2. Chuck… that’s exactly what I was wondering. I know that our parish met in a rented storefront (1950’s) before building the Parish Hall which was then used until the building of the sanctuary. I haven’t personally known of a fledgling catholic parish meeting in a protestant Church. If you know of such a thing I’ll have to take your word for it.

      3. Oh, I agree with you. Pre-Vatican II and EF: no.

        But in all the cases in the world, I could imagine some welcoming (again think small town rural) Protestant or Orthodox. But I could be very naive.

      4. When the Rt Rev Mgr Canon William J Mitchell (retired Vicar General of Clifton diocese UK) died in Tetbury in August 2008 the Requiem was celebrated in Tetbury Anglican Parish Church, a fine large building which still had difficulty in providing space for those who mourned this popular local Catholic priest. The clergy alone would have filled the little Tetbury Catholic Church!

      5. I know personally of situations of Catholic masses taking place in Methodists premises – some ad hoc and some more regular. Indeed some members at one of the churches I serve told me of a Methodist Church they had visited while on holiday where a regular Saturday night vigil mass was held by the local Catholic community. I suspect that requests from SSPX, FSSP and similar organisations to use Methodist premises don’t happen very often, but I see no reason why they would be treated any differently from other Catholic requests.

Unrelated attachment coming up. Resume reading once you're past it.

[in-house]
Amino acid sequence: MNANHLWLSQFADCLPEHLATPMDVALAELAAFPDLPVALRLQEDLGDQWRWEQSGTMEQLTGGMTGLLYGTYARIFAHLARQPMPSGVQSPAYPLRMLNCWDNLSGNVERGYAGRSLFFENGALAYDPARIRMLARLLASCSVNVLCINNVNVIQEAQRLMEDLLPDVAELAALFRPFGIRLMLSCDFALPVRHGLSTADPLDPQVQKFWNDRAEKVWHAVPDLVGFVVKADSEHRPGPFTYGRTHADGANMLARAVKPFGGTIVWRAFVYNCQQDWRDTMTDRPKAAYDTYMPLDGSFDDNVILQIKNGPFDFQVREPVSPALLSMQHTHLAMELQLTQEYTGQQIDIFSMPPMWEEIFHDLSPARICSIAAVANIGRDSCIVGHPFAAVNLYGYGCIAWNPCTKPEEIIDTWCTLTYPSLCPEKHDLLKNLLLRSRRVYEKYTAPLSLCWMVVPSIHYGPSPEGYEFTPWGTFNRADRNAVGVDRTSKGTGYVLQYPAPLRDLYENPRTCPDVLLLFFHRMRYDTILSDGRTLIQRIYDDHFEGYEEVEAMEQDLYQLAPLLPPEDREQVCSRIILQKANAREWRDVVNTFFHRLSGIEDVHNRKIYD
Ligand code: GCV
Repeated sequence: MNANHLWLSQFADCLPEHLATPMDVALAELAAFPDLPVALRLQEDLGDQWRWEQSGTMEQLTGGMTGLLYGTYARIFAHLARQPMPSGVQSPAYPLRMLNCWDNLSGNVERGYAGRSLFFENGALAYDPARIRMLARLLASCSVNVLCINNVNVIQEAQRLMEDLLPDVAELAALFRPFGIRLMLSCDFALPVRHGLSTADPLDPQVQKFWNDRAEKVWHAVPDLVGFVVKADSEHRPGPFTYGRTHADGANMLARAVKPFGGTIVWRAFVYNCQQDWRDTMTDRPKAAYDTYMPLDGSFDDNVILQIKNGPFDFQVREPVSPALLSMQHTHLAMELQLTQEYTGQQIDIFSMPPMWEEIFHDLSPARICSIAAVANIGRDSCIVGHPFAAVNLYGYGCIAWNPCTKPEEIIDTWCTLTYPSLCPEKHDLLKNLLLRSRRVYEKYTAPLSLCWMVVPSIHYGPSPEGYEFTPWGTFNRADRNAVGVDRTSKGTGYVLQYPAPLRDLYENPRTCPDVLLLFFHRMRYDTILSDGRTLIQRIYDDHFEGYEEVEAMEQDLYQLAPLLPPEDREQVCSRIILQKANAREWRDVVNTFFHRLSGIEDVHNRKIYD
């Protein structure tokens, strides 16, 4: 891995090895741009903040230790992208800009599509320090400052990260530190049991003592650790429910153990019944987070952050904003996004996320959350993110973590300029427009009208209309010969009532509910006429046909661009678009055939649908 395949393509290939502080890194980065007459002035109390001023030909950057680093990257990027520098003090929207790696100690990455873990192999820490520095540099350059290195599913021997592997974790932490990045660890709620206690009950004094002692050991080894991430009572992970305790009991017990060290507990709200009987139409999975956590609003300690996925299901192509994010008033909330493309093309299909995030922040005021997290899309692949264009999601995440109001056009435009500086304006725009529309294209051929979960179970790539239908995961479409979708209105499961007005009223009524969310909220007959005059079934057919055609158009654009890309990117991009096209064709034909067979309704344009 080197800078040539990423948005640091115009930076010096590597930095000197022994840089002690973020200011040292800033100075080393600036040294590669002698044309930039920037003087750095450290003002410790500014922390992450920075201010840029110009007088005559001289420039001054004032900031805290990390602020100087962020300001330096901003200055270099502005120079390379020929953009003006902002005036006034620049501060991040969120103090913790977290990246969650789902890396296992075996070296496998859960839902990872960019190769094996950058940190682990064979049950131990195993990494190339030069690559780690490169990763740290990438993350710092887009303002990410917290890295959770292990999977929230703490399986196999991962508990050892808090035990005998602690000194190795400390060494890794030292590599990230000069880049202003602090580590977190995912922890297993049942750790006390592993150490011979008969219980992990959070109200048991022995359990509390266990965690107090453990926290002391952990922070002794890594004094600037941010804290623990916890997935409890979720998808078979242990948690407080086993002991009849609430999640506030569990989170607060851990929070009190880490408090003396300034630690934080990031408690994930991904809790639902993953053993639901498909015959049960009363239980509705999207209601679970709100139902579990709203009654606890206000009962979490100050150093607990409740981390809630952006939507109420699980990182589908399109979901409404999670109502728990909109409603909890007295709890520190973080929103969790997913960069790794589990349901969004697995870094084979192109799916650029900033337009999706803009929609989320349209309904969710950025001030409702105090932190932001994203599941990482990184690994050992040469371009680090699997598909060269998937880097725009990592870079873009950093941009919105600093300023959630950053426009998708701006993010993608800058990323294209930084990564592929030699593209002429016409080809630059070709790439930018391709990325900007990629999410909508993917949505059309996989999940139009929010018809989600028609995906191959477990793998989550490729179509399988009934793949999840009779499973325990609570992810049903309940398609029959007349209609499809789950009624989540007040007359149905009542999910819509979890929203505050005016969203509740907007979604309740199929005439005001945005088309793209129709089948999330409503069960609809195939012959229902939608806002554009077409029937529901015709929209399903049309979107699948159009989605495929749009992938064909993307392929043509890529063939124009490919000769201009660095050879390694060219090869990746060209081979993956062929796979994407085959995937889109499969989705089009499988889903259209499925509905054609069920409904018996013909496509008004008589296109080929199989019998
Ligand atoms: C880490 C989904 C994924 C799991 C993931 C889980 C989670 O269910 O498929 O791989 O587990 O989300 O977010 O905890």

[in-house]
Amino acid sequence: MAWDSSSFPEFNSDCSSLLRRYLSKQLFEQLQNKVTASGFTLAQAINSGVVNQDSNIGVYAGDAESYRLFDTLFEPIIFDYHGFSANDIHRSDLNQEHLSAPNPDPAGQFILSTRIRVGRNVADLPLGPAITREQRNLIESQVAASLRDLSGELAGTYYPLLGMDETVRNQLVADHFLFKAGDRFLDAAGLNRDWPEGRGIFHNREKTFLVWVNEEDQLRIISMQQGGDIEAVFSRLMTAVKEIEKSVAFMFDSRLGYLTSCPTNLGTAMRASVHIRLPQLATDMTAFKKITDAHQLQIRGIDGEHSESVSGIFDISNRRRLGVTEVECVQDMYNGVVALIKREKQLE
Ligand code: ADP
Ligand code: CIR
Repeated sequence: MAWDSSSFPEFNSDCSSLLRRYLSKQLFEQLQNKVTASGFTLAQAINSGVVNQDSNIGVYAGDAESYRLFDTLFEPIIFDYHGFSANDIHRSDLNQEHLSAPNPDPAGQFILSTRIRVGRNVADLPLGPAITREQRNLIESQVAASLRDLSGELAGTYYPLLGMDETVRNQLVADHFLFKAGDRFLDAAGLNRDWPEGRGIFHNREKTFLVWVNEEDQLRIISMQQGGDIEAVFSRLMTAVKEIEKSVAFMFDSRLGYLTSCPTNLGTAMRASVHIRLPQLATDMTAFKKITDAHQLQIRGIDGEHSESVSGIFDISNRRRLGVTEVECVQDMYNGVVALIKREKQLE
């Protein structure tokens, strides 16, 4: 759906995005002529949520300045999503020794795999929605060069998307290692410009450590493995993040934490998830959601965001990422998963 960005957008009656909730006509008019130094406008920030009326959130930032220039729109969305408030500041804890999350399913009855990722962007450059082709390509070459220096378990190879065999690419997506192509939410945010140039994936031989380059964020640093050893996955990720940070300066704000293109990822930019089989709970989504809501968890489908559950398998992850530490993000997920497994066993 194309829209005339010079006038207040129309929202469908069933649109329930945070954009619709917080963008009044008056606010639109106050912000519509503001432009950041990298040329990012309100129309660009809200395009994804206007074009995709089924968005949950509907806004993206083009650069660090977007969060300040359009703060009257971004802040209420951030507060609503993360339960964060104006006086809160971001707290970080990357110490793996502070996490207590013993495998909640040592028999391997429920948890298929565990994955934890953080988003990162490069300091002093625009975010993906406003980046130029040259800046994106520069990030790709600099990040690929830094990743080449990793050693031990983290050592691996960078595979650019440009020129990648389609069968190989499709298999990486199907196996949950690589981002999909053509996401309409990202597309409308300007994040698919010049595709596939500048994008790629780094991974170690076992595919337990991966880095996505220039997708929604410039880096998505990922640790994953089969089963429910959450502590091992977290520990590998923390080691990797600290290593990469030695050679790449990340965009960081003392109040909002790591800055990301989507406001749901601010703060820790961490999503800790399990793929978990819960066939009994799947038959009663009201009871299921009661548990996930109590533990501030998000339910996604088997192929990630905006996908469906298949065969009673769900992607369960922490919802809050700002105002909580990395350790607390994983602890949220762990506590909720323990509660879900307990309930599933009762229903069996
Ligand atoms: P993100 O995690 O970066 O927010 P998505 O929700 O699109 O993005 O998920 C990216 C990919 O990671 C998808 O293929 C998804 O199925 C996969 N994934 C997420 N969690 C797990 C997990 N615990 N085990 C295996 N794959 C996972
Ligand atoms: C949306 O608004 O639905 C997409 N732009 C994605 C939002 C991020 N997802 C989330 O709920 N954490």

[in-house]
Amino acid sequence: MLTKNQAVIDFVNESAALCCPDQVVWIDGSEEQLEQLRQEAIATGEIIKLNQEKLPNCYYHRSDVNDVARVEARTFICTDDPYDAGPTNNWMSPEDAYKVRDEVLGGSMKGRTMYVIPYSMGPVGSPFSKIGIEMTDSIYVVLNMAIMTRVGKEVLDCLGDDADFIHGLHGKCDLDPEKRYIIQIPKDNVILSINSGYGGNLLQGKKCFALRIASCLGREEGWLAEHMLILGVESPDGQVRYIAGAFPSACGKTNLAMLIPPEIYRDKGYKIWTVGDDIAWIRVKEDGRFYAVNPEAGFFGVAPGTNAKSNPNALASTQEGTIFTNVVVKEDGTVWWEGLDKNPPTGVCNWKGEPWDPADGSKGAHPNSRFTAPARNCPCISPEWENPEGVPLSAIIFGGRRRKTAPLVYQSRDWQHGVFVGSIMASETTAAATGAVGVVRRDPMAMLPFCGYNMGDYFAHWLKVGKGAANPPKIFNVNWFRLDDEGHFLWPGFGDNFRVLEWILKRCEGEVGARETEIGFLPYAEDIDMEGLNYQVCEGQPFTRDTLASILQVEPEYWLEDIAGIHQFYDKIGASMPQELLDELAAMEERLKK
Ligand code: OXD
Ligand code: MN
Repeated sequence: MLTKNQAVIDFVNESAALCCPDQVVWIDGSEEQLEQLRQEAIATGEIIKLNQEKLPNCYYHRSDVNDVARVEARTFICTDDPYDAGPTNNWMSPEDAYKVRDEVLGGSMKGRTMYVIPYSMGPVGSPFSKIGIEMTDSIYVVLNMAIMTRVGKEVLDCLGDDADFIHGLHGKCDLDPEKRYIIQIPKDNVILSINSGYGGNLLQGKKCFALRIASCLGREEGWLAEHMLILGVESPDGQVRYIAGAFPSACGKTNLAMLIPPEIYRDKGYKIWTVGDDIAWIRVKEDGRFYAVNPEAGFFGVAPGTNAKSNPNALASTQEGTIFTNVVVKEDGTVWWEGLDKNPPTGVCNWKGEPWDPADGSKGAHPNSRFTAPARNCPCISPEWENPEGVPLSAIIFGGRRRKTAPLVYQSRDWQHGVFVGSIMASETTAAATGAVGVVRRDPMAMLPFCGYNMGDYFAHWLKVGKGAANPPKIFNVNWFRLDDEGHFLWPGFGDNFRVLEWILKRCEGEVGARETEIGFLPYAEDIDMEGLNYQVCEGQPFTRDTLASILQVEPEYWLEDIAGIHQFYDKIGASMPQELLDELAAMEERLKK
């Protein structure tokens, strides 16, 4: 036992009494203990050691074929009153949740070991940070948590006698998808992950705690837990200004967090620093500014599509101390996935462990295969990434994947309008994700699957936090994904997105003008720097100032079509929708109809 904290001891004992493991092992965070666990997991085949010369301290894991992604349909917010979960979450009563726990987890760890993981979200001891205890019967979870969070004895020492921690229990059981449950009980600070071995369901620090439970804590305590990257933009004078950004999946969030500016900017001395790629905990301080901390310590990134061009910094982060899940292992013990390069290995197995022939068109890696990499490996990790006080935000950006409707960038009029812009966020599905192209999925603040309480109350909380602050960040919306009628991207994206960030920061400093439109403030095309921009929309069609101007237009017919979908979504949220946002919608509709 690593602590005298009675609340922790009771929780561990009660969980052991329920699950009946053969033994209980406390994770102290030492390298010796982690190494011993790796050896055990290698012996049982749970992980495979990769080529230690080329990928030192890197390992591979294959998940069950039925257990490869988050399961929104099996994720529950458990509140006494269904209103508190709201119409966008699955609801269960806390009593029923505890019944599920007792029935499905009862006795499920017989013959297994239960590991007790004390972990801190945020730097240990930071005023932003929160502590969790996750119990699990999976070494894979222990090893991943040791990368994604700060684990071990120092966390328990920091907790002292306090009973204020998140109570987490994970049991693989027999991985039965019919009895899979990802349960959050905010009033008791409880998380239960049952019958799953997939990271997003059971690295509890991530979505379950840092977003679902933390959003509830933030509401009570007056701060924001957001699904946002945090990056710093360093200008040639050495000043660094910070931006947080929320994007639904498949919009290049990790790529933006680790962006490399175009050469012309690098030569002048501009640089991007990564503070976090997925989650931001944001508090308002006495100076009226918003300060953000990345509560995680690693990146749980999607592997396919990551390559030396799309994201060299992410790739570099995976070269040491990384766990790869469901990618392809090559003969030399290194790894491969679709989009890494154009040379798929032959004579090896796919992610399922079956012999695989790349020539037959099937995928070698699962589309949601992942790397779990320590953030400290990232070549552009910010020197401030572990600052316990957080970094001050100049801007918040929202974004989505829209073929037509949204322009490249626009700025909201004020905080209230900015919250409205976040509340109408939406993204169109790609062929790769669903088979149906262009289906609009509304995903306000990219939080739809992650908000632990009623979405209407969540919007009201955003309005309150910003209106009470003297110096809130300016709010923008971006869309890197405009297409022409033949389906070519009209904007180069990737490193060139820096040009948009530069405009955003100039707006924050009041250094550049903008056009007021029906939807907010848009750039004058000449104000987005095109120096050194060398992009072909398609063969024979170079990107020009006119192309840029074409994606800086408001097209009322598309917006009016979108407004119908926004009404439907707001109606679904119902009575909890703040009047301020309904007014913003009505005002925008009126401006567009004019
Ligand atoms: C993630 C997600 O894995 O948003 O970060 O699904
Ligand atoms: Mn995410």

2. “bring pain to some, relief to others, and confusion to many”…how many times do we hear of the supposed scandal of the majority as the criteria for a judgement in the church? Now its the scandal of the minority that is at stake? (Although in reality it is always really just a minority but inflating the numbers seems to imply moral credibility)…

    I have no problem with Methodist at the Metropolitan, but why wouldn’t they use the Giles Gilbert Scott’s Anglican Cathedral, especially as the UK Methodist are in a process to be folded back into CofE?

  3. J. Thomas :
    why wouldn’t they use the Giles Gilbert Scott’s Anglican Cathedral, especially as the UK Methodist are in a process to be folded back into CofE?

    This got me thinking: Rome’s decision on this really totally blows out of the water any chance of “Ordinariate” groups seeking to keep using their former Anglican churches!!!

    1. Furthermore, it may be a sign that the ordinariate has gone about as far as it is going to go. With little help from the UK hierarchy which this pope and his predecessor have taken to the dog house for dragging their feet in implementing it. There has been a growing rift between the British bishops and Rome ever since B16 became pope. Masked by the endless round of happy talk surrounding the pope’s visit and beatification of blessed Henry Newman.